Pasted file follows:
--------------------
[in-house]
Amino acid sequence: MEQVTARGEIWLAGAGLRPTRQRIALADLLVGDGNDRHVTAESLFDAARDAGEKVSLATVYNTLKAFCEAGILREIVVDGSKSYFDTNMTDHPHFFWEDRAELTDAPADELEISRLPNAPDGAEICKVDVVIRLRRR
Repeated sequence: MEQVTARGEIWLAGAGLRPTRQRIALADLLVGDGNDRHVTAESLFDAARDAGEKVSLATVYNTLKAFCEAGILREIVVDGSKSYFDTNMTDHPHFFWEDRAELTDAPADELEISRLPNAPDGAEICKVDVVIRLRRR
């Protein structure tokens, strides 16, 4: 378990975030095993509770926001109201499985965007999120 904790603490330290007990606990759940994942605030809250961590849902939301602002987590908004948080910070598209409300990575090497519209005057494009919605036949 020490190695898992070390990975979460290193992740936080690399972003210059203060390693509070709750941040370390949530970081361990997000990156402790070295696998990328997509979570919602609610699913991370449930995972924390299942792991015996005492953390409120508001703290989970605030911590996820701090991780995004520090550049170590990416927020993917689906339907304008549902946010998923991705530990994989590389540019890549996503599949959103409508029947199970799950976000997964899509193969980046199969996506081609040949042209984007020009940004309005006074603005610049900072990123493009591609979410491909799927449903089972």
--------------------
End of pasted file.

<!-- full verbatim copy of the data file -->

[in-house]
Amino acid sequence: MEQVTARGEIWLAGAGLRPTRQRIALADLLVGDGNDRHVTAESLFDAARDAGEKVSLATVYNTLKAFCEAGILREIVVDGSKSYFDTNMTDHPHFFWEDRAELTDAPADELEISRLPNAPDGAEICKVDVVIRLRRR
Repeated sequence: MEQVTARGEIWLAGAGLRPTRQRIALADLLVGDGNDRHVTAESLFDAARDAGEKVSLATVYNTLKAFCEAGILREIVVDGSKSYFDTNMTDHPHFFWEDRAELTDAPADELEISRLPNAPDGAEICKVDVVIRLRRR
């Protein structure tokens, strides 16, 4: 378990975030095993509770926001109201499985965007999120 904790603490330290007990606990759940994942605030809250961590849902939301602002987590908004948080910070598209409300990575090497519209005057494009919605036949 020490190695898992070390990975979460290193992740936080690399972003210059203060390693509070709750941040370390949530970081361990997000990156402790070295696998990328997509979570919602609610699913991370449930995972924390299942792991015996005492953390409120508001703290989970605030911590996820701090991780995004520090550049170590990416927020993917689906339907304008549902946010998923991705530990994989590389540019890549996503599949959103409508029947199970799950976000997964899509193969980046199969996506081609040949042209984007020009940004309005006074603005610049900072990123493009591609979410491909799927449903089972």